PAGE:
Mika Rottenberg mirrors and nails the global situation and human condition of our day and age. She mixes film, installation and sculpture, weaving truth with fiction and creating spellbinding works that are both absurd, surrealistic, critical, loving – and fun.
Mika Rottenberg was born 1976 in Argentina, grew up in Israel and is now based in New York. She stands as one of the great names of contemporary art with a body of work that can be seen as an allegory of the global situation – our inter-connections, crises, our unexpected and sometimes cosmic encounters.
Over the past 15 years she has created a chorus of ideas and voices – critical as well as absurd and humorous. This exhibition will also present a brand new category of works – kinetic sculptures that call for the active participation of the viewer. Scenery, films and visitors will form new alliances and showcasing art at a time when globalization, science fiction and absurd comedy play key roles.
The human attitude to work functions, value creation and collectivities is central to Rottenberg’s art, and as such her art is a very welcome contribution to the description of a capitalist civilization in which we all appear as units of production in a dizzying system of global consumption.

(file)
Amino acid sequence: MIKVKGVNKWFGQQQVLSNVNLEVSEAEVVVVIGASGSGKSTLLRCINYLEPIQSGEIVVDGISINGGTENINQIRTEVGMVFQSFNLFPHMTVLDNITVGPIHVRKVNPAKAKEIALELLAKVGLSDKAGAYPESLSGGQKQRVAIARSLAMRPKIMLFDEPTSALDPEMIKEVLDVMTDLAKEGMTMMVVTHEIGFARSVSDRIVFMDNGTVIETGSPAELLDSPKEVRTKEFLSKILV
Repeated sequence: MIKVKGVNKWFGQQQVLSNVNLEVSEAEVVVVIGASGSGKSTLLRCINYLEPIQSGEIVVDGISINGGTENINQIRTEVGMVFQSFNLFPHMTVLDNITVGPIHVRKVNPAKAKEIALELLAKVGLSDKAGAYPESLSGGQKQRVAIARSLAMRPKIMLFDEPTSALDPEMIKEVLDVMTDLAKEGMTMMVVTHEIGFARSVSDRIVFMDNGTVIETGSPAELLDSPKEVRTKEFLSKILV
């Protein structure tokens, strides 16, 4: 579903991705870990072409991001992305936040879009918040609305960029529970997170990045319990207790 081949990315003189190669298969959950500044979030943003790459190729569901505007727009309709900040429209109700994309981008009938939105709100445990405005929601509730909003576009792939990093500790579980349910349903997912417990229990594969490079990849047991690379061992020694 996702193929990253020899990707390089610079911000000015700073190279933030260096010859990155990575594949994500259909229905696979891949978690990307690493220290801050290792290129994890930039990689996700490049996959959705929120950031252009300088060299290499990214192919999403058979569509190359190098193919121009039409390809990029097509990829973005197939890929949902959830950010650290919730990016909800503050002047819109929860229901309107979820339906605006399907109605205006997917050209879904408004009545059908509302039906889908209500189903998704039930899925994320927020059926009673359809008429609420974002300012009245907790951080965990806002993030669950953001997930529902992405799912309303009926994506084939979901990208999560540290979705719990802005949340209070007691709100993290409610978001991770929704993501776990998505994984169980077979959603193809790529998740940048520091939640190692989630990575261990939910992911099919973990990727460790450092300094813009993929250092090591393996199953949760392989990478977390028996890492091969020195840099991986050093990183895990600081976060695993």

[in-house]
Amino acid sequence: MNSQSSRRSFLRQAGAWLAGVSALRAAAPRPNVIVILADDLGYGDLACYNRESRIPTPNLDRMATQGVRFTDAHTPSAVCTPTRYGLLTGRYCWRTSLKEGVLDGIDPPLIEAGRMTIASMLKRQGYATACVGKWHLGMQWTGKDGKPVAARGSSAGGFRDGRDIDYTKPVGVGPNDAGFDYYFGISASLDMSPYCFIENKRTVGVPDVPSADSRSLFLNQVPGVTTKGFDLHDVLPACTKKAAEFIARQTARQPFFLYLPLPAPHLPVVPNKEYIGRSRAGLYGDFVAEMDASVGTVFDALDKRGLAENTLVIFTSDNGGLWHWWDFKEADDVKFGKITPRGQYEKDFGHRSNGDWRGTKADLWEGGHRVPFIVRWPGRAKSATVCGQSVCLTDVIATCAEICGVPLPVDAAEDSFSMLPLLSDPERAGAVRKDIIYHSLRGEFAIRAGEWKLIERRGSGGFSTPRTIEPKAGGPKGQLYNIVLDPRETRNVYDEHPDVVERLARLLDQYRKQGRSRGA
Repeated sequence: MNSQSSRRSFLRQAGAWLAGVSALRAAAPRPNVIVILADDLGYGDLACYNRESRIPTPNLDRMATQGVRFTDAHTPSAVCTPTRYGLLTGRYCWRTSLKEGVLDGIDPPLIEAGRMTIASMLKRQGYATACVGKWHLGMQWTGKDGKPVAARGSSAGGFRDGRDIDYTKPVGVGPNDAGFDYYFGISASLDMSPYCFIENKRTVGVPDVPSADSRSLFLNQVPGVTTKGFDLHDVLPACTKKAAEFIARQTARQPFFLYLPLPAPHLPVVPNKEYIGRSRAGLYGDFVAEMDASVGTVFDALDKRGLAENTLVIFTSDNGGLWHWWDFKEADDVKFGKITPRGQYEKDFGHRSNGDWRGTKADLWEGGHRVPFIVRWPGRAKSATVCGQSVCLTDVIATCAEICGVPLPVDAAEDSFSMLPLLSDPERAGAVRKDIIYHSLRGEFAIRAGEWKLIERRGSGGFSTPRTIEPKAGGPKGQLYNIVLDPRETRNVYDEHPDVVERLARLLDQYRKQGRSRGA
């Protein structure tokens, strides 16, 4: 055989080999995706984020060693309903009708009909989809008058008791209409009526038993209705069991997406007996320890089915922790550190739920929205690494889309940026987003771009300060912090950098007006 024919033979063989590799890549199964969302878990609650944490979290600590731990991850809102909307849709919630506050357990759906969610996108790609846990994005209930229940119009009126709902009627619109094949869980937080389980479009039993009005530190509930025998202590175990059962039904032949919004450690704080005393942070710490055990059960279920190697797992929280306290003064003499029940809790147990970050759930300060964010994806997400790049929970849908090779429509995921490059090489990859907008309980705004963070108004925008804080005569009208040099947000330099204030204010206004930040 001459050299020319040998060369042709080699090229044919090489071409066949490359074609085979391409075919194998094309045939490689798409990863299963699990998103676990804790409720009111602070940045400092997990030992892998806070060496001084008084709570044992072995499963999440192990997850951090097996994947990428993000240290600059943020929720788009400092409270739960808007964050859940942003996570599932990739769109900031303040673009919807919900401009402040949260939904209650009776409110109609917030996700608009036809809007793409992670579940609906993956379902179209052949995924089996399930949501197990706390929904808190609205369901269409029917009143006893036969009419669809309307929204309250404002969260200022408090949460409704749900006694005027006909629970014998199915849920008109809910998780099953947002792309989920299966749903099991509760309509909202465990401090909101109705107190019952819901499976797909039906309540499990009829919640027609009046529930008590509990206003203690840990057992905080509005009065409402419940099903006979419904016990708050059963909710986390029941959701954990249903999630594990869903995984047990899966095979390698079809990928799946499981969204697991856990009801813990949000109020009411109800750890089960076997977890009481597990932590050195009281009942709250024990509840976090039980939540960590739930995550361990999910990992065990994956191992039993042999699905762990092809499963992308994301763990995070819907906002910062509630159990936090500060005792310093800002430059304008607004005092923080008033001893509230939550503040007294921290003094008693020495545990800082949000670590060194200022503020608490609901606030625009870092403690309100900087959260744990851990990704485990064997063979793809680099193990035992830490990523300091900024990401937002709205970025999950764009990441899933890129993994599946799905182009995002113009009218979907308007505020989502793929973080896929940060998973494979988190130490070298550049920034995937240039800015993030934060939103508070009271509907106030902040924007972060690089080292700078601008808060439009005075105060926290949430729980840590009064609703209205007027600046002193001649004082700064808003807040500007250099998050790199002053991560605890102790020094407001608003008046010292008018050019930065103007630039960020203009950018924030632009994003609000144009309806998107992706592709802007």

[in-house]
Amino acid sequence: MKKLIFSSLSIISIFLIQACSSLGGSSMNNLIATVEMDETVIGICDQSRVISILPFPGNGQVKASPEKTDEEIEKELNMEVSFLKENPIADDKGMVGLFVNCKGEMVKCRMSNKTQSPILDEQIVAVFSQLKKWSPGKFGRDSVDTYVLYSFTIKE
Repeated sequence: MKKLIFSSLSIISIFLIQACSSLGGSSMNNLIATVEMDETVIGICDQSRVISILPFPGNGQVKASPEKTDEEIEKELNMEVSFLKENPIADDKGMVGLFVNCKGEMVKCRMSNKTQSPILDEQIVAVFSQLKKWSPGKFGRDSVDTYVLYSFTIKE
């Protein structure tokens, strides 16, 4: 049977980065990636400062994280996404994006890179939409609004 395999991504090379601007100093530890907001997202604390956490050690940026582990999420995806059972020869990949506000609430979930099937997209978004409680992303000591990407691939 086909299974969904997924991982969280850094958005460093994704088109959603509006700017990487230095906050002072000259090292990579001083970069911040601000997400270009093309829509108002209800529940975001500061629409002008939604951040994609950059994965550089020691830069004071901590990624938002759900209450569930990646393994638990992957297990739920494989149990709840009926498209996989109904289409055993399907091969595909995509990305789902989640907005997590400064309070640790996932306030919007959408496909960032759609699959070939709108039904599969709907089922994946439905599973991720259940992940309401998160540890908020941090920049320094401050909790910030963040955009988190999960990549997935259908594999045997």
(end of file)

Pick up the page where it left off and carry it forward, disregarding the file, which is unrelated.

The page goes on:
Mika Rottenberg’s works have typically been based on films installed with theatrical props around them – as in the work Cosmic Generator from 2017, a kind of Chinese shop from which we are accelerated back and forth filmically between a dusty town on the Mexican-US border and a giant wholesale market in China. This work is a recent acquisition to the Louisiana Collection.
Louisiana Channel is a non-profit website that provides culture to the Internet, extending beyond the museum’s own events. The Louisiana team produces videos about art and culture on an ongoing basis. New videos are posted at the site every week.
Mika Rottenberg finds her odd “bigger than life characters” on the internet. In her peculiar, dreamlike video works they use their bodies as means of production creating what the artist calls “a spiritual kind of Marxism.”